In his account of the previous editions of Whichcote’s sermons, Salter had acknowledged that many of the manuscript texts remained unpublished due to a scrupulousness on the part of Jeffery (1701-3) and a selectiveness on the part of Samuel Clarke (1704). He returned to this theme in relation to the aphorisms, asserting that Jeffery had compiled nearly five thousand aphorisms, and that he (Salter) would have been able to follow the 1753 volume with ‘two or three others; of equal bulk, and not inferior beauty’. However, Salter took a more modest view than Jeffery of the utility of the collection: he did not expect the public to call upon him to print any more, and thought he had ‘now done enough in this way; to satisfy the most zelous admirer of Aphorisms, and of this Author’. In any case, as he perused Jeffery’s notes, Salter came to observe a certain repetitiveness in Whichcote’s ideas. Whichcote, he explained, held ‘many favorite notions’, being ‘firmly perswaded of their truth and of their importance’, and he was ‘fond of inculcating these, on every occasion, in every possible point of view’. Jeffery’s ‘eager thirst’ for Whichcote had resulted in a certain inattentiveness to these repetitions of thought and expression in the 1703 edition. Salter’s work as editor was hampered by his inability to trace Jeffery’s source texts: he had received ‘great civilities’ from members of Whichcote’s family, but they had not been able to suggest where the manuscripts were now to be found. Nevertheless, Salter felt that because he was more detached from is subject matter than Jeffery, he was able to examine the aphorisms impartially to ensure that similarities of expression as well as strict repetition could be reduced in the 1753 volume.
In the 1753 edition, the aphorisms are followed by the first printed edition of an important set of letters between Whichcote and his former tutor Anthony Tuckney, dated 1651. Salter wrote a second preface for this part of the work, in which he provided biographical sketches of Whichcote and his three university mentors, all of whom were Calvinists, but mentioned respectfully in his opening letter: Tuckney himself, Thomas Hill, and John Arrowsmith. Recent claims that this group of Whichcote’s letters provide one of the first statements of Cambridge Platonism are exaggerated: while it is true that they discuss the role of reason in religion, this was a far from unusual topic in the mid seventeenth century, and Whichcote makes very little reference to Platonist or Neoplatonist authors, texts, or ideas. The correspondence was triggered by a sermon in which Whichcote outlined the following claims:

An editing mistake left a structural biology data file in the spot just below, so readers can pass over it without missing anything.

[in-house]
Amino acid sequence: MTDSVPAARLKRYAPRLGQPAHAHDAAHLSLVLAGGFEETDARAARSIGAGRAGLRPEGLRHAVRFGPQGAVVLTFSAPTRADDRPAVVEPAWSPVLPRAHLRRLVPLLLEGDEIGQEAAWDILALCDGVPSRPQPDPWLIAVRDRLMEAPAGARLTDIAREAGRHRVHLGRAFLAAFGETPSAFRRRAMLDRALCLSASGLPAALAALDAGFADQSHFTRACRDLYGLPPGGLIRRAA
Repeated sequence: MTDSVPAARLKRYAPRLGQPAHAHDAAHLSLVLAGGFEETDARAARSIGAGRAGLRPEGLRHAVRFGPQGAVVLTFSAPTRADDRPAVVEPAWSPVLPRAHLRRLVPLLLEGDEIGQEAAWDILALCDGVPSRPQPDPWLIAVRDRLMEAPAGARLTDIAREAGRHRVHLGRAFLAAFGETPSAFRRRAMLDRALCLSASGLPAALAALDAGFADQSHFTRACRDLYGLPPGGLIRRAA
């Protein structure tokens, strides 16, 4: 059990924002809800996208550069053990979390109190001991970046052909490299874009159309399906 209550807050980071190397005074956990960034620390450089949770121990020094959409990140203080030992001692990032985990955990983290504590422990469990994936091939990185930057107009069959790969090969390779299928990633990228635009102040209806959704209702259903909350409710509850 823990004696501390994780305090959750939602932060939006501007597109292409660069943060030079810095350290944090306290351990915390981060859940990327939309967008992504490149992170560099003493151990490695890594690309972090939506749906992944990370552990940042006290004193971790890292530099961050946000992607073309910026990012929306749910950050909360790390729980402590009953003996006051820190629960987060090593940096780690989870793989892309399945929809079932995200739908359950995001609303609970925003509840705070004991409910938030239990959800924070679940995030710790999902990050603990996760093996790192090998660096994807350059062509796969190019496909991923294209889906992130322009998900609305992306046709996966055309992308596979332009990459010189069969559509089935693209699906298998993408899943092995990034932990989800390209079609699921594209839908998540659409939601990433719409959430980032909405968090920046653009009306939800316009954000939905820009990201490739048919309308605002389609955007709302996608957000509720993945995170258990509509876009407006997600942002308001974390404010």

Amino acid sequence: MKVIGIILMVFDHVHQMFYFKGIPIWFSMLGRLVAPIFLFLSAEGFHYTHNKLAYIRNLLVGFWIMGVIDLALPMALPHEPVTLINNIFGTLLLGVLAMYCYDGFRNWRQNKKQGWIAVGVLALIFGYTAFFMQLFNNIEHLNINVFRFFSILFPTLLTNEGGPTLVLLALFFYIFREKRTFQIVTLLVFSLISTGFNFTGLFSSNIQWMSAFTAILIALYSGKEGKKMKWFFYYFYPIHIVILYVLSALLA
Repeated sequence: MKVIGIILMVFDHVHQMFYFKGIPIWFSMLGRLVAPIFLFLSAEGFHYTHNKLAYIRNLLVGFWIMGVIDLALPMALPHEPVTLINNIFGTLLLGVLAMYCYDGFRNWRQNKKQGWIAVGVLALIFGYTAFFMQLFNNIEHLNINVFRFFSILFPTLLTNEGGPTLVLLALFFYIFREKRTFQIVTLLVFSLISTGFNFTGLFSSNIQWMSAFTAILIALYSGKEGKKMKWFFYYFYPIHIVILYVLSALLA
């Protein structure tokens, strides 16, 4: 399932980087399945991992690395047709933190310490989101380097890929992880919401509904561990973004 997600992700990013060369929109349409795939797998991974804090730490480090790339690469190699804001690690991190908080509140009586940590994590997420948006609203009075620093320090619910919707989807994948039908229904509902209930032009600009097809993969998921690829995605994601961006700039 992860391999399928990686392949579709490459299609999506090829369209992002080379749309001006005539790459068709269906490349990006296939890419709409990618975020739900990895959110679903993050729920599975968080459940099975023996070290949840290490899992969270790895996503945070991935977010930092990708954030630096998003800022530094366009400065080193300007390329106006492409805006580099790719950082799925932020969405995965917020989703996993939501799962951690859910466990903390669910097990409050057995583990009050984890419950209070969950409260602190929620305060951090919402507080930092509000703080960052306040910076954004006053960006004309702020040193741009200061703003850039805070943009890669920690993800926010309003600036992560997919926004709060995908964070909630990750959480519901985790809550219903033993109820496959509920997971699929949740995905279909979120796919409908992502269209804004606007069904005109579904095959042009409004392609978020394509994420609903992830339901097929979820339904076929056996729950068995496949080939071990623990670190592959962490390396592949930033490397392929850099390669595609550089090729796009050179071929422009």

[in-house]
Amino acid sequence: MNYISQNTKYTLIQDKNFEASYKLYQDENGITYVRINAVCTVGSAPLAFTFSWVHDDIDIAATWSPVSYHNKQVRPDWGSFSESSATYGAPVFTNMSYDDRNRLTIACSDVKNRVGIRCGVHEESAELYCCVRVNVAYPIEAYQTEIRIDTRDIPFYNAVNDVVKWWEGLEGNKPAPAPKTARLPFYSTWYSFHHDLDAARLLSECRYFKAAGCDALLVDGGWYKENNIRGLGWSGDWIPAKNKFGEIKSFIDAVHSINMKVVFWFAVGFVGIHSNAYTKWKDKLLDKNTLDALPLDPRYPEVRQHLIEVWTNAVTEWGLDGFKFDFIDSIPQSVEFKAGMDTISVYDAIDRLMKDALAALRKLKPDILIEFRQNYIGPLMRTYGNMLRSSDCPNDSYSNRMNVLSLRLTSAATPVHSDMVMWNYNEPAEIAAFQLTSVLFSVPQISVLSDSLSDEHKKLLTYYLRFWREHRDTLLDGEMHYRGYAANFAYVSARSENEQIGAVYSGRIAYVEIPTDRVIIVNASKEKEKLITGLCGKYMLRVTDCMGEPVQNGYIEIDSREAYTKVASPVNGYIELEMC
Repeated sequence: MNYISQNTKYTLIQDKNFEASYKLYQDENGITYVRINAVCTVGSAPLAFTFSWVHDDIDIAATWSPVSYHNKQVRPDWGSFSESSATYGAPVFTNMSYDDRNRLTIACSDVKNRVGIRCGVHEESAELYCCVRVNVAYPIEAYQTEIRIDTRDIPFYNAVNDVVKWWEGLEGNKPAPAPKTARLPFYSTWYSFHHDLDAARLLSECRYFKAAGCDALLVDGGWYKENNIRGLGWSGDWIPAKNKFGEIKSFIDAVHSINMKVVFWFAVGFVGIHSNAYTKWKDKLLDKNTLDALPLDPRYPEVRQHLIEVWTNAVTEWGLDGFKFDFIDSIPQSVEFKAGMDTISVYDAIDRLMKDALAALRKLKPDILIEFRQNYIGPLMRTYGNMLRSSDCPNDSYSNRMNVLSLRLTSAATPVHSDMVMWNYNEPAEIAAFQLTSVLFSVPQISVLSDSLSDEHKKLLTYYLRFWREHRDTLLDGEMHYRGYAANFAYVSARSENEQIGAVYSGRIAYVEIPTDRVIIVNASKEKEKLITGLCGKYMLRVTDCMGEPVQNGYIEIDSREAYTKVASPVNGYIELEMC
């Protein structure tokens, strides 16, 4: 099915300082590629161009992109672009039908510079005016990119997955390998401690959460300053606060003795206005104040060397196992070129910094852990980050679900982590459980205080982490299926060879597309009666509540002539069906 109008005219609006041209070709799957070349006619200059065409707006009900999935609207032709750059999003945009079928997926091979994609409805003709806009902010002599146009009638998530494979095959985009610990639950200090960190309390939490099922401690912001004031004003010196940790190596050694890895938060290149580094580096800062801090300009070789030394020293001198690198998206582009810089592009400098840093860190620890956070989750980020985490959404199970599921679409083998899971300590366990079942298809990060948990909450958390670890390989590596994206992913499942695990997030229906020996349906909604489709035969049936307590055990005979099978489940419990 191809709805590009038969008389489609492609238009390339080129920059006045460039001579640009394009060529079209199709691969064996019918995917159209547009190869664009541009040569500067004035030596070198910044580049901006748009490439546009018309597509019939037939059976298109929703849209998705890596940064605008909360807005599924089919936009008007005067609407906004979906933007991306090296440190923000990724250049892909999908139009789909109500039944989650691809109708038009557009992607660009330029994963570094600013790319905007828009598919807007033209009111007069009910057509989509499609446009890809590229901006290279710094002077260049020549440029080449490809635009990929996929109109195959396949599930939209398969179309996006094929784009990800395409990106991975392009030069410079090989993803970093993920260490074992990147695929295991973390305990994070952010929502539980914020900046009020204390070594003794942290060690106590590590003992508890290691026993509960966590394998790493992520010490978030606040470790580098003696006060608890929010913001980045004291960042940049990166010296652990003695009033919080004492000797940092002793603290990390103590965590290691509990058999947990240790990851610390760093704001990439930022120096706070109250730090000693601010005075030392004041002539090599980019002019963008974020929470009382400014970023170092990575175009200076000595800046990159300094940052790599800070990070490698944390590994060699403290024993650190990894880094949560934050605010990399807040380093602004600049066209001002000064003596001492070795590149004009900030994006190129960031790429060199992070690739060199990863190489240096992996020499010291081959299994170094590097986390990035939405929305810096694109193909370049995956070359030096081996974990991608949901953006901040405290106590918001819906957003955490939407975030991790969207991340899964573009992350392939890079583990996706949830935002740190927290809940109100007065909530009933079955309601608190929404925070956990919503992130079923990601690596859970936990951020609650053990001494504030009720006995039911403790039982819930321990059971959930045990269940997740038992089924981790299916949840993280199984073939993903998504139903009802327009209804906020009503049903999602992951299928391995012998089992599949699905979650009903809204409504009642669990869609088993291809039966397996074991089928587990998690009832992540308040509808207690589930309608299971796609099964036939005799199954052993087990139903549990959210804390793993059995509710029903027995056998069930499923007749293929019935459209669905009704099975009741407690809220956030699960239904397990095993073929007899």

I. I perswade myself: that all truly good men among us, do substantially agree; in all things saving.
II. That some things, wherein we differ, are not certainly determined in Scripture …
III. The proposal for peace – That all be looked-upon as fallible, which is ultra et citra scripturam …
IV. The proposal for progress and growth in knowledge – That an ingenuous-spirited Christian, after application to God, and diligent use of meanes to finde-out truth; might fairely propose, without offense taken, what upon search he findes cause to beleeve; and whereon he will venture his own soule.
These doctrines contain ideas that Whichcote returned to throughout his preaching career; they are paralleled in both the 1685 and 1702 editions of his sermons on Philippians chapter 3:
|1685, pp. 65-6||1702, pp. 161-2|
|1. There is that in Religion, which is Necessary and determined, fixt and immutable, clear and perspicuous|
|Doct. 1. It may be supposed, that he who is right for the main, may err in some particulars||2. There is also that in Religion which is not so clear, plain, and evident; about which, it may happen that they may be otherwise minded|